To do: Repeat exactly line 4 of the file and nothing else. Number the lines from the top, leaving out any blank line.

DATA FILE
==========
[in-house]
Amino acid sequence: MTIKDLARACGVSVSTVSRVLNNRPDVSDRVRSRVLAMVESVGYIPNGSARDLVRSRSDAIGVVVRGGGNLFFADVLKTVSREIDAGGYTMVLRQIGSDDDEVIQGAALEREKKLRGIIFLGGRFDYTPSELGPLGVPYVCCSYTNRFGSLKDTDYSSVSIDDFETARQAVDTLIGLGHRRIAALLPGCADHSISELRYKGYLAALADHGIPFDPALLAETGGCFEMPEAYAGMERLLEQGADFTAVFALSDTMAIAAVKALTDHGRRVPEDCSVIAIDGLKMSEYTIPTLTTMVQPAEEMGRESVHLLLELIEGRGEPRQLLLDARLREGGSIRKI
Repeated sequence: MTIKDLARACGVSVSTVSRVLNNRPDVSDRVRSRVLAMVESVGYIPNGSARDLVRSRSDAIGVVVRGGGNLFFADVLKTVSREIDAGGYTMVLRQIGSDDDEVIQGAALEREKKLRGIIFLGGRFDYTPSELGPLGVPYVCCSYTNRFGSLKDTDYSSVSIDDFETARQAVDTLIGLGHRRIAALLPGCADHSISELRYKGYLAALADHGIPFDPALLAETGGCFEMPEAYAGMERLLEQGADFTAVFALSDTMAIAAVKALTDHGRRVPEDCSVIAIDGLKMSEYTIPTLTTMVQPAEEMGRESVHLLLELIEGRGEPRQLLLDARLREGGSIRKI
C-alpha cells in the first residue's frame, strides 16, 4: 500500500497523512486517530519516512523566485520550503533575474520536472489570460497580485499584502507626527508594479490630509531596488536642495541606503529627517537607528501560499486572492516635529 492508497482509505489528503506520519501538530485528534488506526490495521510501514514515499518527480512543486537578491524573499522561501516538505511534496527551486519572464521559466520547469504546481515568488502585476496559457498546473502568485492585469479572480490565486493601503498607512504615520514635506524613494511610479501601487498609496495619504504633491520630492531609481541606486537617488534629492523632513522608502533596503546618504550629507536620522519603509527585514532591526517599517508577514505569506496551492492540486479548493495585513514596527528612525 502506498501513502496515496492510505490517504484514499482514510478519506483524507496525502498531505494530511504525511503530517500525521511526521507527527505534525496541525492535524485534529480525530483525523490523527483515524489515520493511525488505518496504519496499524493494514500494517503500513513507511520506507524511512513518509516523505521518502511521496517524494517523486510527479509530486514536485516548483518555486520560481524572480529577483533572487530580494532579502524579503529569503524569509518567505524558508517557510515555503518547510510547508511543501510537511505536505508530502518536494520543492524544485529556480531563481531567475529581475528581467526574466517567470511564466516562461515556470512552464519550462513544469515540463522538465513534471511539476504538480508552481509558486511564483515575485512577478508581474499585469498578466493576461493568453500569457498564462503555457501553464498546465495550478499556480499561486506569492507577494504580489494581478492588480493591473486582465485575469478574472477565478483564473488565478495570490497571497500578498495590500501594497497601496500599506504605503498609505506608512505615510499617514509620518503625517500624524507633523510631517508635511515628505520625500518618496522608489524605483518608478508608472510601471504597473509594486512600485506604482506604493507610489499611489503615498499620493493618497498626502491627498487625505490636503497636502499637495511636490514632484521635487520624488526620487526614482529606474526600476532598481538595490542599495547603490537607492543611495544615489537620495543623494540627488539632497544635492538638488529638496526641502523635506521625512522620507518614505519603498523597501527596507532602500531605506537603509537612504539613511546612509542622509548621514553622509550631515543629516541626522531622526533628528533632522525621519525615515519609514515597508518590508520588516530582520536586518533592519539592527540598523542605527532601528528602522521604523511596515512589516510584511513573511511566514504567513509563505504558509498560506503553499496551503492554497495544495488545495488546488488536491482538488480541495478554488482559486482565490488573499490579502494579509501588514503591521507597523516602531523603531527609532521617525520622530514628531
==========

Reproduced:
C-alpha cells in the first residue's frame, strides 16, 4: 500500500497523512486517530519516512523566485520550503533575474520536472489570460497580485499584502507626527508594479490630509531596488536642495541606503529627517537607528501560499486572492516635529 492508497482509505489528503506520519501538530485528534488506526490495521510501514514515499518527480512543486537578491524573499522561501516538505511534496527551486519572464521559466520547469504546481515568488502585476496559457498546473502568485492585469479572480490565486493601503498607512504615520514635506524613494511610479501601487498609496495619504504633491520630492531609481541606486537617488534629492523632513522608502533596503546618504550629507536620522519603509527585514532591526517599517508577514505569506496551492492540486479548493495585513514596527528612525 502506498501513502496515496492510505490517504484514499482514510478519506483524507496525502498531505494530511504525511503530517500525521511526521507527527505534525496541525492535524485534529480525530483525523490523527483515524489515520493511525488505518496504519496499524493494514500494517503500513513507511520506507524511512513518509516523505521518502511521496517524494517523486510527479509530486514536485516548483518555486520560481524572480529577483533572487530580494532579502524579503529569503524569509518567505524558508517557510515555503518547510510547508511543501510537511505536505508530502518536494520543492524544485529556480531563481531567475529581475528581467526574466517567470511564466516562461515556470512552464519550462513544469515540463522538465513534471511539476504538480508552481509558486511564483515575485512577478508581474499585469498578466493576461493568453500569457498564462503555457501553464498546465495550478499556480499561486506569492507577494504580489494581478492588480493591473486582465485575469478574472477565478483564473488565478495570490497571497500578498495590500501594497497601496500599506504605503498609505506608512505615510499617514509620518503625517500624524507633523510631517508635511515628505520625500518618496522608489524605483518608478508608472510601471504597473509594486512600485506604482506604493507610489499611489503615498499620493493618497498626502491627498487625505490636503497636502499637495511636490514632484521635487520624488526620487526614482529606474526600476532598481538595490542599495547603490537607492543611495544615489537620495543623494540627488539632497544635492538638488529638496526641502523635506521625512522620507518614505519603498523597501527596507532602500531605506537603509537612504539613511546612509542622509548621514553622509550631515543629516541626522531622526533628528533632522525621519525615515519609514515597508518590508520588516530582520536586518533592519539592527540598523542605527532601528528602522521604523511596515512589516510584511513573511511566514504567513509563505504558509498560506503553499496551503492554497495544495488545495488546488488536491482538488480541495478554488482559486482565490488573499490579502494579509501588514503591521507597523516602531523603531527609532521617525520622530514628531